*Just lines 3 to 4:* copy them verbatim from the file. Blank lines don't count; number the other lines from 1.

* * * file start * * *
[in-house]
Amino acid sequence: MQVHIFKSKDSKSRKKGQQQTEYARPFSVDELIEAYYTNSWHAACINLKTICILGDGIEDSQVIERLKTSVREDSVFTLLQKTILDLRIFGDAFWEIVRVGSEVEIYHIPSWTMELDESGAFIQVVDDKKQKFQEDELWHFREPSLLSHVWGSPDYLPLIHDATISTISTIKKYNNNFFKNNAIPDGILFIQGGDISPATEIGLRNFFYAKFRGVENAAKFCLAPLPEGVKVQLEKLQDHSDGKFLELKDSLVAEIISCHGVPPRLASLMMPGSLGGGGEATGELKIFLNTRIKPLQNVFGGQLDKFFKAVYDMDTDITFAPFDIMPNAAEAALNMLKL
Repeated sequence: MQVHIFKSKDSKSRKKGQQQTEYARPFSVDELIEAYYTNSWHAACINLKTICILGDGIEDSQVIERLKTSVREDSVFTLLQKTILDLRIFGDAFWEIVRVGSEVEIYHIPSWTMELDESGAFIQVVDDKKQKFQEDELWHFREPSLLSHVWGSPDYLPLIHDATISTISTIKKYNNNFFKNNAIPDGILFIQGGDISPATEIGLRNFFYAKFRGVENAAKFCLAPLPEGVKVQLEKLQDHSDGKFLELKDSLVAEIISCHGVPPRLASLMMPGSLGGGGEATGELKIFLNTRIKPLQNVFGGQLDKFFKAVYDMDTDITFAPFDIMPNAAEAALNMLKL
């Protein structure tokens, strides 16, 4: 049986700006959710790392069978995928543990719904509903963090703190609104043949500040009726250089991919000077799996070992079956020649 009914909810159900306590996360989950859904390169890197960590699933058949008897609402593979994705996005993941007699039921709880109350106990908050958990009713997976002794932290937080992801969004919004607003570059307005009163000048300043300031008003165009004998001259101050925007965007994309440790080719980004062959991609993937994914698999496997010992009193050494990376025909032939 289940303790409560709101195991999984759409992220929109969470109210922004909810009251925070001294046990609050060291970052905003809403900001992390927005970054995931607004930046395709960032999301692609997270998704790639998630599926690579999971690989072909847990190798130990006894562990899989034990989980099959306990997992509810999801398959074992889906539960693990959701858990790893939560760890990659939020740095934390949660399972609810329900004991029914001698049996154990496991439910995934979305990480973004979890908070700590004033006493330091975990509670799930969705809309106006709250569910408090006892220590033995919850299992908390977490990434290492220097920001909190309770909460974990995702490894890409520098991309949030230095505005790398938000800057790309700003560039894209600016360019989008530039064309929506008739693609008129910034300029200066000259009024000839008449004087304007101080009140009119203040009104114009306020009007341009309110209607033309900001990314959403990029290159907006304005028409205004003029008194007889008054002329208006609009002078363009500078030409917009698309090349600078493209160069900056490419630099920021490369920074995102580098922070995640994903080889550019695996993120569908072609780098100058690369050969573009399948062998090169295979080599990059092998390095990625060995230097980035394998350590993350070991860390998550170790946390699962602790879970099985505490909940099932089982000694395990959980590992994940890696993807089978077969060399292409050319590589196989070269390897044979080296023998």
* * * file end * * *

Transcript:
Repeated sequence: MQVHIFKSKDSKSRKKGQQQTEYARPFSVDELIEAYYTNSWHAACINLKTICILGDGIEDSQVIERLKTSVREDSVFTLLQKTILDLRIFGDAFWEIVRVGSEVEIYHIPSWTMELDESGAFIQVVDDKKQKFQEDELWHFREPSLLSHVWGSPDYLPLIHDATISTISTIKKYNNNFFKNNAIPDGILFIQGGDISPATEIGLRNFFYAKFRGVENAAKFCLAPLPEGVKVQLEKLQDHSDGKFLELKDSLVAEIISCHGVPPRLASLMMPGSLGGGGEATGELKIFLNTRIKPLQNVFGGQLDKFFKAVYDMDTDITFAPFDIMPNAAEAALNMLKL
């Protein structure tokens, strides 16, 4: 049986700006959710790392069978995928543990719904509903963090703190609104043949500040009726250089991919000077799996070992079956020649 009914909810159900306590996360989950859904390169890197960590699933058949008897609402593979994705996005993941007699039921709880109350106990908050958990009713997976002794932290937080992801969004919004607003570059307005009163000048300043300031008003165009004998001259101050925007965007994309440790080719980004062959991609993937994914698999496997010992009193050494990376025909032939 289940303790409560709101195991999984759409992220929109969470109210922004909810009251925070001294046990609050060291970052905003809403900001992390927005970054995931607004930046395709960032999301692609997270998704790639998630599926690579999971690989072909847990190798130990006894562990899989034990989980099959306990997992509810999801398959074992889906539960693990959701858990790893939560760890990659939020740095934390949660399972609810329900004991029914001698049996154990496991439910995934979305990480973004979890908070700590004033006493330091975990509670799930969705809309106006709250569910408090006892220590033995919850299992908390977490990434290492220097920001909190309770909460974990995702490894890409520098991309949030230095505005790398938000800057790309700003560039894209600016360019989008530039064309929506008739693609008129910034300029200066000259009024000839008449004087304007101080009140009119203040009104114009306020009007341009309110209607033309900001990314959403990029290159907006304005028409205004003029008194007889008054002329208006609009002078363009500078030409917009698309090349600078493209160069900056490419630099920021490369920074995102580098922070995640994903080889550019695996993120569908072609780098100058690369050969573009399948062998090169295979080599990059092998390095990625060995230097980035394998350590993350070991860390998550170790946390699962602790879970099985505490909940099932089982000694395990959980590992994940890696993807089978077969060399292409050319590589196989070269390897044979080296023998």